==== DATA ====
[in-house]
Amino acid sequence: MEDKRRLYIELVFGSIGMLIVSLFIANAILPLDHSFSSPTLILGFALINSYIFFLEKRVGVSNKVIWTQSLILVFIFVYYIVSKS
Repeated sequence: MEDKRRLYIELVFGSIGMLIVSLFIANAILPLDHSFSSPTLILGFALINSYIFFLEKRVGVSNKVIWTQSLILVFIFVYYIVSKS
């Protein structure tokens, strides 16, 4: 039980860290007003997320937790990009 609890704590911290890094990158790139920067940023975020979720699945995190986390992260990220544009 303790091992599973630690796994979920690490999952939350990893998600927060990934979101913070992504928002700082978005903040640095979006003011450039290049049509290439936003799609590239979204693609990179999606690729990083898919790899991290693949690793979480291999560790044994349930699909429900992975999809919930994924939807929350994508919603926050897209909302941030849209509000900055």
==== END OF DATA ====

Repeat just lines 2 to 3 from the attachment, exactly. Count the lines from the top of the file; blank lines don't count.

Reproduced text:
Amino acid sequence: MEDKRRLYIELVFGSIGMLIVSLFIANAILPLDHSFSSPTLILGFALINSYIFFLEKRVGVSNKVIWTQSLILVFIFVYYIVSKS
Repeated sequence: MEDKRRLYIELVFGSIGMLIVSLFIANAILPLDHSFSSPTLILGFALINSYIFFLEKRVGVSNKVIWTQSLILVFIFVYYIVSKS